The Ship of Theseus is a thought experiment first posited by Plutarch in Life of Theseus. It goes a little something like this:
A ship goes out in a storm and is damaged. Upon returning to shore, the ship is repaired, with parts of it being replaced in the process. Again and again the ship goes out, and again it is repaired, until eventually every single component of the ship, every plank of wood, has been replaced.
Is the repaired ship still the same ship that first went out into the storm? And if not, then at what point did it become a different ship?
Now, say you collected every part of the ship that was discarded during repairs, and you used these parts to rebuild the ship. With the two ships side-by-side, which one would be the true Ship of Theseus? Or would it be both? Or neither?
There’s no single answer to the problem, no correct one, just the looming question: what is the intrinsic thingness of a thing? But the thought experiment has captured my attention because, even though it is thousands of years old, it’s still relevant today. It’s given me a new way to look at some of my favourite bits of pop-culture, some of the technologies used in science fiction, and by extension, a valid frame by which to look at some of the technologies we may be using in the future.
Mad Max: Fury Road opens with Max overlooking a vast dead vista, with only his haunting memories and Ford V8 Interceptor for company. The car will be familiar to anyone who’s watched any of the Mad Max films—it’s served Max across the decades, and across countless miles of post-apocalyptic desert road. But while Max is busy trying to outrun his memories, something else catches up to him—a War Boy patrol. In attempting to flee, Max’s car is wrecked, flipping side over side, coming to a stop on its roof, chassis mangled, axles likely bent or broken, engine mounts the same.
We cut ahead some indeterminate time later, and Max has been turned into a blood bag for ailing War Boys. Strapped to the front of a pursuit vehicle, Max spies something familiar beside him: the Ford V8 Interceptor.
The Interceptor has been rebuilt—the rear suspension has been raised up, Max’s extra fuel barrels have been removed to make space for weaponry, and the paint job has been cut back to bare metal for that “shiny and chrome” look. Still, Max sees his car in this altered beast—whether it’s the long sweeping shape of the coupe’s body, or in some other, indefinably spiritual aspect of the vehicle. Or perhaps Max simply knows he’s dead without a car, and the rebuilt Interceptor is a familiar set of wheels—any port in a storm.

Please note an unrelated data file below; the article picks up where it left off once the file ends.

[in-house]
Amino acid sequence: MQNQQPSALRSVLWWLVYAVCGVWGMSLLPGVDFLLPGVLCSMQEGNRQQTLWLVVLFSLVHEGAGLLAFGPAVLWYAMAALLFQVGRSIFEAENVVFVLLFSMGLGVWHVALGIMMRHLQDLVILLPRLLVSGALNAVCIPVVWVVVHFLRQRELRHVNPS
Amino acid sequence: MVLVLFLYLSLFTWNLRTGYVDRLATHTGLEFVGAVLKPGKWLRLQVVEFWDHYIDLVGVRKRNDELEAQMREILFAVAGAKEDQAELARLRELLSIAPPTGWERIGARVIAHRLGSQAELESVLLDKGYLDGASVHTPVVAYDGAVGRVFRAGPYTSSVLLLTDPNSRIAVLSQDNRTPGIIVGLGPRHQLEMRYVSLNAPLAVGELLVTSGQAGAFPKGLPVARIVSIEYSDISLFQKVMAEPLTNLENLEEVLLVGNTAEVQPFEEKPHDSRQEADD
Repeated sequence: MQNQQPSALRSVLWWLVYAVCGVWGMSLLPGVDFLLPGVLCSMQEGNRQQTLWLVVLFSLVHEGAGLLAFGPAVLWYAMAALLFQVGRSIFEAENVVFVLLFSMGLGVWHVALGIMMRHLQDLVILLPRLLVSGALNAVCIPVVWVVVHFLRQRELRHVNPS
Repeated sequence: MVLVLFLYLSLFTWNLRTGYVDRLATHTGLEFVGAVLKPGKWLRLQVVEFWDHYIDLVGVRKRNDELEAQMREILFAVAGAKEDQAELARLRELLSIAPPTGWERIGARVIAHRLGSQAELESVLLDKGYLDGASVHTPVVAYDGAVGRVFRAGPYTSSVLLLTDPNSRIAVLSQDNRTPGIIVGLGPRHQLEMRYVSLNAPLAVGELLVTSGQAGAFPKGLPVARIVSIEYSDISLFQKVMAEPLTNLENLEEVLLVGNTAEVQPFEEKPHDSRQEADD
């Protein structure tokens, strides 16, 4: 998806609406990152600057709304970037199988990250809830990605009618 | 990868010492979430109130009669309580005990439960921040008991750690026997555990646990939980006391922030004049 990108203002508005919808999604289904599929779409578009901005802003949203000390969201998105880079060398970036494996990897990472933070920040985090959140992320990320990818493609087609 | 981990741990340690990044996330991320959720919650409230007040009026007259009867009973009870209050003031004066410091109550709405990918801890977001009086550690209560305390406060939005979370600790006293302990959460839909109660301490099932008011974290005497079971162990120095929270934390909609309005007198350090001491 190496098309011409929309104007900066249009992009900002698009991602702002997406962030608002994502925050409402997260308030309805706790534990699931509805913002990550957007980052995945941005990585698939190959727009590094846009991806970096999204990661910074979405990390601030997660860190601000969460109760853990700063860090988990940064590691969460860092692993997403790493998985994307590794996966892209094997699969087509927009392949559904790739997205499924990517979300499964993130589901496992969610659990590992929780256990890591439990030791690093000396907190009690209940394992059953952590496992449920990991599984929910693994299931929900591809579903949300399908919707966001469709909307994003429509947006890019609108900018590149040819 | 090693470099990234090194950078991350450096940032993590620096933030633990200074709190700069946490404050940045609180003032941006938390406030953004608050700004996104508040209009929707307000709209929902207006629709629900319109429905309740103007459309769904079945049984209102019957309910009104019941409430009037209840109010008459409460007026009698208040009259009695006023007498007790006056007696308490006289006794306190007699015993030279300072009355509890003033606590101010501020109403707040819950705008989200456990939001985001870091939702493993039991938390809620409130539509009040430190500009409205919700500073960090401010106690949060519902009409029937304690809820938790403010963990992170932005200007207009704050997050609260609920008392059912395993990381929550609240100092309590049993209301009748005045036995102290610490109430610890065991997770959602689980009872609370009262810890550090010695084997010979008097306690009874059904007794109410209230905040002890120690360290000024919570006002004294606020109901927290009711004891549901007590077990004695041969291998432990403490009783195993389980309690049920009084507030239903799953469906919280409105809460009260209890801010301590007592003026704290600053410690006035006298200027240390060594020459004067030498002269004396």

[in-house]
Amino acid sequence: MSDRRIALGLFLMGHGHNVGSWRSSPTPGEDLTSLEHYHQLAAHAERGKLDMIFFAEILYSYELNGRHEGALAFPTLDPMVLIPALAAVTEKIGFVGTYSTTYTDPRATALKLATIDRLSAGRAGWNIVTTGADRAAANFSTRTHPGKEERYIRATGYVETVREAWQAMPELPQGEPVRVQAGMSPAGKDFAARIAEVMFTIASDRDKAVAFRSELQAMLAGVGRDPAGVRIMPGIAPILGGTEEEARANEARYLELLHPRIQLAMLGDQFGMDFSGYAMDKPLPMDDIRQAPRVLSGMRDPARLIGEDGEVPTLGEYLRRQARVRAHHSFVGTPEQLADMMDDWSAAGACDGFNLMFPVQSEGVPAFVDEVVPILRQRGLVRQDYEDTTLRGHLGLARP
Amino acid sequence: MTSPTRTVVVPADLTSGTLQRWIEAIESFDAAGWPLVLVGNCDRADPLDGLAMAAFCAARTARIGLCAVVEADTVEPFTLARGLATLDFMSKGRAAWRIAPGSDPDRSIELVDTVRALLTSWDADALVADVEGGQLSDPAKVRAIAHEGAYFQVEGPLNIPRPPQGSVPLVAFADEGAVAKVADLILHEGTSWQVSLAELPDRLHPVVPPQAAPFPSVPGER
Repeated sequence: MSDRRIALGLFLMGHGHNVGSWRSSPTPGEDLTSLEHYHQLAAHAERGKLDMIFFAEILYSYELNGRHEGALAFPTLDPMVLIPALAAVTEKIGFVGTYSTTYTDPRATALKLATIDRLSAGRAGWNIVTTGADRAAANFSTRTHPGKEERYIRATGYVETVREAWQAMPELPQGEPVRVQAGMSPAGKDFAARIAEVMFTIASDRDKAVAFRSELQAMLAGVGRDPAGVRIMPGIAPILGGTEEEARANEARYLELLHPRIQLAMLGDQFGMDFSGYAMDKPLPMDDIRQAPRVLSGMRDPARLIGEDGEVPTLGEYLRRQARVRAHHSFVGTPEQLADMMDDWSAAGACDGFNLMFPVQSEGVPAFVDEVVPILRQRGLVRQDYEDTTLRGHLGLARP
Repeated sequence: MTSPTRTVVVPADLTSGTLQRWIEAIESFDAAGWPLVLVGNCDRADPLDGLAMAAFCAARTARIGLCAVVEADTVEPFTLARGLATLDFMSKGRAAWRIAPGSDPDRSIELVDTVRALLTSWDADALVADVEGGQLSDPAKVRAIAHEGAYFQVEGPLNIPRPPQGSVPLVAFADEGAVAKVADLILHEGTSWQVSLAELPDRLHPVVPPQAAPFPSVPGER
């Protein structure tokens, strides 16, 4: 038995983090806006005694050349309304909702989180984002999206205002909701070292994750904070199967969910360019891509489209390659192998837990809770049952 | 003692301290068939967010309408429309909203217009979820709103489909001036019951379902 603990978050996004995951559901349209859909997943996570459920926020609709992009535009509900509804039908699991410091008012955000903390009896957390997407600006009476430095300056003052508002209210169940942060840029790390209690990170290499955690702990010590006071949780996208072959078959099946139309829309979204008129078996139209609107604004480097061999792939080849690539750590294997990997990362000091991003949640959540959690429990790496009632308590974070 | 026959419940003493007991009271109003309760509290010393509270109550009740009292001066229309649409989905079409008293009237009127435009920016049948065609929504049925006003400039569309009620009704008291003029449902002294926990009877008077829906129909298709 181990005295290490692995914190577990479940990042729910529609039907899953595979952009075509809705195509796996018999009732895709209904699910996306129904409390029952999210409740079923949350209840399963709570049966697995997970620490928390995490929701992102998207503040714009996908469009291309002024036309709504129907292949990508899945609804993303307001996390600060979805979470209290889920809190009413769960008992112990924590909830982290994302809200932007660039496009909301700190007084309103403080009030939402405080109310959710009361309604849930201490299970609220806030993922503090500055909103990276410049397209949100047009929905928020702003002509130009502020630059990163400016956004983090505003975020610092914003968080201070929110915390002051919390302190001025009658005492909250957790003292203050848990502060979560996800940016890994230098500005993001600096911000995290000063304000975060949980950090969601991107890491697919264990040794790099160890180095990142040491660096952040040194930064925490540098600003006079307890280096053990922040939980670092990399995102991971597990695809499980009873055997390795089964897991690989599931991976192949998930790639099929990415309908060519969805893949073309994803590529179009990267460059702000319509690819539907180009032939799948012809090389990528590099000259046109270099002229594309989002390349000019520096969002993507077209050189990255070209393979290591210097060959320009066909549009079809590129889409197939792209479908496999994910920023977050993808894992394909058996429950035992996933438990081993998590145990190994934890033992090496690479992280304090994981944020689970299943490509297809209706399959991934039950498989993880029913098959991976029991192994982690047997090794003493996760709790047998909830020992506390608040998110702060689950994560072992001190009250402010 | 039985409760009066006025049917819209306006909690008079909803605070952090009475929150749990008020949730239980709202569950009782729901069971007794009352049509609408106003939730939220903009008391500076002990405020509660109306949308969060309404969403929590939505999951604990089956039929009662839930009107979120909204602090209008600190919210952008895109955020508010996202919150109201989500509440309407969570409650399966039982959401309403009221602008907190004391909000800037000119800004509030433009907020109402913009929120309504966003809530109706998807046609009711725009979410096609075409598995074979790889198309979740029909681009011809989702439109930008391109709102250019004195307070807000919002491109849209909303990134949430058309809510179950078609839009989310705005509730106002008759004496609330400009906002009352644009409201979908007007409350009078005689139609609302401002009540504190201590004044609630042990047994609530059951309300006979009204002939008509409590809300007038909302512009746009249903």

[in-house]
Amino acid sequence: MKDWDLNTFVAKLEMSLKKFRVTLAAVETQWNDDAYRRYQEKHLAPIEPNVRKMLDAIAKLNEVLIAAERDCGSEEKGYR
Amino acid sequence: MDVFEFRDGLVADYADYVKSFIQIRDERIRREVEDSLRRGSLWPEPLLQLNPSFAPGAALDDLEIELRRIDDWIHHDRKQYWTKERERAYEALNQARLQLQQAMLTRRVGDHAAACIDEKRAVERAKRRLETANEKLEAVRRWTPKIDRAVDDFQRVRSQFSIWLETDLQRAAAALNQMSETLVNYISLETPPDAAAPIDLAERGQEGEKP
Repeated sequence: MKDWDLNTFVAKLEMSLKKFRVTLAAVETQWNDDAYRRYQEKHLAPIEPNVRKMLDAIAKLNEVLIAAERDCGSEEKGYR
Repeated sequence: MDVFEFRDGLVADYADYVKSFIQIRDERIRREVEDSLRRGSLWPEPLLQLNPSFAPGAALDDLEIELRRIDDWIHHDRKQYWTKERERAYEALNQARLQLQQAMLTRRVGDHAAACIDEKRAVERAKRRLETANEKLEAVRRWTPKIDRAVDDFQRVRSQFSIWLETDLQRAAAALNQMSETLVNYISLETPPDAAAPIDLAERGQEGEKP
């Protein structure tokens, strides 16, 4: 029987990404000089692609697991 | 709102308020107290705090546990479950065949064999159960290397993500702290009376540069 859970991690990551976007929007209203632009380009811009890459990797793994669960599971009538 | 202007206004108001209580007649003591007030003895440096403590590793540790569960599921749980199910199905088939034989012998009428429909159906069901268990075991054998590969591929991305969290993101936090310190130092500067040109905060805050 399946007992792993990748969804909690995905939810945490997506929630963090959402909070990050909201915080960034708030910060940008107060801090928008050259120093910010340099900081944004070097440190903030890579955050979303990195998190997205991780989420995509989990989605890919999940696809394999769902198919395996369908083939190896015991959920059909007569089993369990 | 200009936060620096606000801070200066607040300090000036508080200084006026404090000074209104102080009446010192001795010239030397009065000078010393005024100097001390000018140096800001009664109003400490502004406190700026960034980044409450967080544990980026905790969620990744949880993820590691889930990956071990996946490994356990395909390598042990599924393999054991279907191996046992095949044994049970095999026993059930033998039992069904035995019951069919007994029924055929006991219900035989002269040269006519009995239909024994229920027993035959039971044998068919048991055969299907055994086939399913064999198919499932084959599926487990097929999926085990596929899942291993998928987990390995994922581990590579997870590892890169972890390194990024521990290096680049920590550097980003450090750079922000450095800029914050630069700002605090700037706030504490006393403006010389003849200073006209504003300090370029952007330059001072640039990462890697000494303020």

For another example of the Ship of Theseus paradox from the same film, take Furiosa. Her left arm ends just below the elbow, and for much of the film she wears a prosthetic made from metal—but at no point does the film suggest that the intrinsic nature of Furiosa is defined by this prosthetic limb. Scrapping in the dirt with Max upon their first meeting, Furiosa’s prosthetic arm hangs from the side of the War Rig, but she is in no way hindered by its absence, fighting brutally to protect the women under her charge. This might sound obvious—of course Furiosa is just as fierce, just as much herself with or without the arm—but things aren’t always so clear.
In Return of the Jedi we see the Ship of Theseus rear its much-repaired face yet again. Luke Skywalker and the Force ghost of Obi-Wan Kenobi debate the humanity of Anakin Skywalker/Darth Vader, and in making his point, Obi-Wan states that Vader is beyond redemption because he is “more machine than man.” Whether it’s simply the loss of Anakin’s biological body, or some other change that has happened to the man, Obi-Wan sees Darth Vader as a different person, separate from Anakin Skywalker. As far as Obi-Wan is concerned, too many planks in the Ship of Anakin have been replaced. Luke argues otherwise—that despite the fact that Anakin has lost his limbs and needs to rely on a life-supporting suit of armour, he is at heart, the same man.
Now, Luke himself lost a hand at the end of Empire Strikes Back, and had it replaced with an organic-looking robotic prosthetic, but Obi-Wan doesn’t appear to have any issues with the altered Luke. So apparently, according to Obi-Wan, somewhere between replacing a single hand and replacing four limbs, a person may cease to be their true self.